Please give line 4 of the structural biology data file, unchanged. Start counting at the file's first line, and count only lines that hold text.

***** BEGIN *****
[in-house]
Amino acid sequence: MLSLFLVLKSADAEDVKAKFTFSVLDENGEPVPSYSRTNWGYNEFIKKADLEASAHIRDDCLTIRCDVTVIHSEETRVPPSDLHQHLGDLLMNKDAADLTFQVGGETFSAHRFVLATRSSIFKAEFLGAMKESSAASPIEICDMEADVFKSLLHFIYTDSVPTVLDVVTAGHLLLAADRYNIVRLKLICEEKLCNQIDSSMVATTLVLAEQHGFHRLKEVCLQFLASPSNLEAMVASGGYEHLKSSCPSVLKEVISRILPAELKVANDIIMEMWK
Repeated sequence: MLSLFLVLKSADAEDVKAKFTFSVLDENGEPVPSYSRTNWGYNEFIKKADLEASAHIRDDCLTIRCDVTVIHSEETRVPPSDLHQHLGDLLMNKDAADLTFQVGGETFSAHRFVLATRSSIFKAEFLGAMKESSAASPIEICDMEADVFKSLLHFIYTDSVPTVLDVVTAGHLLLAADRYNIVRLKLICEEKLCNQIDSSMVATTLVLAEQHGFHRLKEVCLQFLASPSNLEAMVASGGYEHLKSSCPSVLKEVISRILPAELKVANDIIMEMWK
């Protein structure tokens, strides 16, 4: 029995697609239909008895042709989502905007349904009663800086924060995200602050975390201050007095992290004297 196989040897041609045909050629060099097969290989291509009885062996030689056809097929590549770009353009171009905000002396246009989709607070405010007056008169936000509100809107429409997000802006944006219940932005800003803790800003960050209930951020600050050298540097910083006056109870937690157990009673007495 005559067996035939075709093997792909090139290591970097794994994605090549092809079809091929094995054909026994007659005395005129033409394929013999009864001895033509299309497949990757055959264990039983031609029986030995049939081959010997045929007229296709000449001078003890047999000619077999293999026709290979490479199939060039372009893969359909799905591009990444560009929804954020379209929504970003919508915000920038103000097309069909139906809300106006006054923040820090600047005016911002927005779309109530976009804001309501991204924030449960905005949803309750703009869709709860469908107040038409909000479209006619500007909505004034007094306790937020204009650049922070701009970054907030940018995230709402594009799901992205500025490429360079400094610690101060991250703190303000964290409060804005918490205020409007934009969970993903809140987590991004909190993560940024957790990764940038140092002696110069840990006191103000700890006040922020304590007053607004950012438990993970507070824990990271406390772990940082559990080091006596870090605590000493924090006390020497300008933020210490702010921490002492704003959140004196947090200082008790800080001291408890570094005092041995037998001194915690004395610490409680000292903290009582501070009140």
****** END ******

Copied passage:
């Protein structure tokens, strides 16, 4: 029995697609239909008895042709989502905007349904009663800086924060995200602050975390201050007095992290004297 196989040897041609045909050629060099097969290989291509009885062996030689056809097929590549770009353009171009905000002396246009989709607070405010007056008169936000509100809107429409997000802006944006219940932005800003803790800003960050209930951020600050050298540097910083006056109870937690157990009673007495 005559067996035939075709093997792909090139290591970097794994994605090549092809079809091929094995054909026994007659005395005129033409394929013999009864001895033509299309497949990757055959264990039983031609029986030995049939081959010997045929007229296709000449001078003890047999000619077999293999026709290979490479199939060039372009893969359909799905591009990444560009929804954020379209929504970003919508915000920038103000097309069909139906809300106006006054923040820090600047005016911002927005779309109530976009804001309501991204924030449960905005949803309750703009869709709860469908107040038409909000479209006619500007909505004034007094306790937020204009650049922070701009970054907030940018995230709402594009799901992205500025490429360079400094610690101060991250703190303000964290409060804005918490205020409007934009969970993903809140987590991004909190993560940024957790990764940038140092002696110069840990006191103000700890006040922020304590007053607004950012438990993970507070824990990271406390772990940082559990080091006596870090605590000493924090006390020497300008933020210490702010921490002492704003959140004196947090200082008790800080001291408890570094005092041995037998001194915690004395610490409680000292903290009582501070009140």